Guest Column: Budget didn’t totally ignore M&E sector
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Guest Column: Budget didn’t totally ignore M&E sector

New Delhi, 07-February-2021, Ashok Mansukhani

Guest Column: Budget didn’t totally ignore M&E sector

By Ashok Mansukhani— India’s Union Budget for 2022-2023 has been widely hailed for focusing on six pillars: health and well being of all Indians; physical and financial capital; infrastructure; inclusive development for aspirational India; reinvigorating human capital; innovation R&D and minimum government and maximum governance.

This year’s focus is on boosting capital expenditure on healthcare and physical infrastructure without putting too much pressure on the taxpayers.

Every year, the media and entertainment (M&E) sector looks to the Budget to support its quest for tax incentives to help it achieve higher growth. This year the government has not provided any direct incentives, but clearly indicated a digital path forward for the industry to follow for sustained growth in future years.

The Indian Brand Equity Foundation (IBEF), a Government of India trust in its latest Media Industry update for December 2021, quotes the FICCI Frames /E/Y Report to state that the Indian M&E sector stood at Rs. 1.38 trillion (US$ 18 billion) in 2020 and is estimated at Rs. 1.79 trillion (US$ 24 billion) in 2021. Further, it is projected to grow to Rs. 2.23 trillion (US$ 29 billion) by 2023, due to the acceleration of digital adoption among users across various geographies.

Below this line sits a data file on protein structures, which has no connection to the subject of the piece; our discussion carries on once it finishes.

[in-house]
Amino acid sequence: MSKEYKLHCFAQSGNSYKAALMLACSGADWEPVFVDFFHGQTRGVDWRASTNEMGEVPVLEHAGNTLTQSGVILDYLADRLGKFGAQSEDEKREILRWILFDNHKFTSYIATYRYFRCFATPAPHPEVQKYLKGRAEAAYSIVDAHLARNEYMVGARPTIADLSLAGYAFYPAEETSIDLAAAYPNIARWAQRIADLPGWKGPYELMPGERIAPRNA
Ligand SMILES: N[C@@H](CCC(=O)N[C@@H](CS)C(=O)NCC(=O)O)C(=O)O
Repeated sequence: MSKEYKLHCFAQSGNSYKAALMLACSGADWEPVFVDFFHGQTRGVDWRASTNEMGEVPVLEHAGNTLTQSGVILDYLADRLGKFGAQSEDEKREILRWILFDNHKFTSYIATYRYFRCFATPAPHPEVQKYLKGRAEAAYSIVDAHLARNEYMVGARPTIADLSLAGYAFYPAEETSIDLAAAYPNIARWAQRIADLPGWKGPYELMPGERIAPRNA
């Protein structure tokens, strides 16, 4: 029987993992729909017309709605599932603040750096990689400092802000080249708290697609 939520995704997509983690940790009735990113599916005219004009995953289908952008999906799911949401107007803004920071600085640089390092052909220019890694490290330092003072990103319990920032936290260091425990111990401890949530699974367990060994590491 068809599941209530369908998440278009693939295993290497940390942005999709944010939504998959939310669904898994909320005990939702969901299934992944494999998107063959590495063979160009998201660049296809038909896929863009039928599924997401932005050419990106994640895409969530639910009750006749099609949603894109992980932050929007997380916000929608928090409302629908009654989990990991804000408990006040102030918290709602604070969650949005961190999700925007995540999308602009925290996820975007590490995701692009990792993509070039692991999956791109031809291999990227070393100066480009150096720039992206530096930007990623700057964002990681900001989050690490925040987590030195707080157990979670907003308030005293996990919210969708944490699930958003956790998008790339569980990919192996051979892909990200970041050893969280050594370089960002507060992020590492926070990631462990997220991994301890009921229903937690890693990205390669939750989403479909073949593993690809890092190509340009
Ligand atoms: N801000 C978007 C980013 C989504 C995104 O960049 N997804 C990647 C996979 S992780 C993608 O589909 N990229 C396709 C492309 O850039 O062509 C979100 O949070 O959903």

The M&E market is projected to increase at a CAGR of 17 percent between 2020 and 2023.

In FY20, digital and online-added revenue stood at Rs. 26 billion in the M&E sector. Their contribution to the industry increased to 23 percent in 2020 from 16 percent in 2019. Within the M&E sector, the animation, visual effects, gaming and comic (AVGC) segment  — growing at a rate of 29 percent, while the audio-visual sector and services are rising at the rate of 25 percent — is recognised as one of the champion sectors by the government.

The AVGC sector is estimated to grow at 9 percent to reach Rs. 3 lakh crore (US$ 43.93 billion) by 2024.

The annual Economic Survey for 2021-2022, published on January 31, clearly points out that the impact of the pandemic has been exceptionally high for the broadcasting and other contact services like travel and hospitality within the services sector, showing a de-growth of 18.1 percent over the previous year.

While there would be an improvement in the coming year by a positive 11.1 percent, still the revival cannot be fully estimated accurately due to Omicron restrictions in various States.

Keeping the aforementioned data and trends in mind, one can say India’s annual Budget is not completely silent on the M&E industry.

Key highlights, according to a KPMG  sectoral report on M&E, are:

 — An AVGC promotion task force has been proposed to recommend ways to increase youth employment and build domestic capacity for serving domestic markets and the global demand. The task force is likely to “boost possibilities relating to the metaverse and enable a digital economy that is virtual yet inclusive to India’s growth”.